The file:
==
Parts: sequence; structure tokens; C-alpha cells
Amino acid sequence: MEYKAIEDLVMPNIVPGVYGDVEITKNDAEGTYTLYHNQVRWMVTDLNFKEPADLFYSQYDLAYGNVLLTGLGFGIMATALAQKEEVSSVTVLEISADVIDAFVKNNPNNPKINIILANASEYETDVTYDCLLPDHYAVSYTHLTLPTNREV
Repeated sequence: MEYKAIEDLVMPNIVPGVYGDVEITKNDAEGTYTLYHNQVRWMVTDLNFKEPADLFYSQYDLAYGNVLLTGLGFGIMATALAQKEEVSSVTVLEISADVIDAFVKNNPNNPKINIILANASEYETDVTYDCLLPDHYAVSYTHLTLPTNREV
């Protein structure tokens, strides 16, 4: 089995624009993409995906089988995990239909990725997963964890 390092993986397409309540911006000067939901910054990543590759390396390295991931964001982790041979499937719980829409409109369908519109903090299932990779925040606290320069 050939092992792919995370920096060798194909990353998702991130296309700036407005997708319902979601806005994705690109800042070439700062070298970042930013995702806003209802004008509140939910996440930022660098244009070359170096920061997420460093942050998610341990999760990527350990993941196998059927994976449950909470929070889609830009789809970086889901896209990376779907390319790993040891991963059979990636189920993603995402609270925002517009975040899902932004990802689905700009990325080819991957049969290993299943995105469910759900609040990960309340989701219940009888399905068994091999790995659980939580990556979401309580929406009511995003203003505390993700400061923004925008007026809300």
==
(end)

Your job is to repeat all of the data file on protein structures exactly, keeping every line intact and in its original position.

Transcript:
Parts: sequence; structure tokens; C-alpha cells
Amino acid sequence: MEYKAIEDLVMPNIVPGVYGDVEITKNDAEGTYTLYHNQVRWMVTDLNFKEPADLFYSQYDLAYGNVLLTGLGFGIMATALAQKEEVSSVTVLEISADVIDAFVKNNPNNPKINIILANASEYETDVTYDCLLPDHYAVSYTHLTLPTNREV
Repeated sequence: MEYKAIEDLVMPNIVPGVYGDVEITKNDAEGTYTLYHNQVRWMVTDLNFKEPADLFYSQYDLAYGNVLLTGLGFGIMATALAQKEEVSSVTVLEISADVIDAFVKNNPNNPKINIILANASEYETDVTYDCLLPDHYAVSYTHLTLPTNREV
């Protein structure tokens, strides 16, 4: 089995624009993409995906089988995990239909990725997963964890 390092993986397409309540911006000067939901910054990543590759390396390295991931964001982790041979499937719980829409409109369908519109903090299932990779925040606290320069 050939092992792919995370920096060798194909990353998702991130296309700036407005997708319902979601806005994705690109800042070439700062070298970042930013995702806003209802004008509140939910996440930022660098244009070359170096920061997420460093942050998610341990999760990527350990993941196998059927994976449950909470929070889609830009789809970086889901896209990376779907390319790993040891991963059979990636189920993603995402609270925002517009975040899902932004990802689905700009990325080819991957049969290993299943995105469910759900609040990960309340989701219940009888399905068994091999790995659980939580990556979401309580929406009511995003203003505390993700400061923004925008007026809300």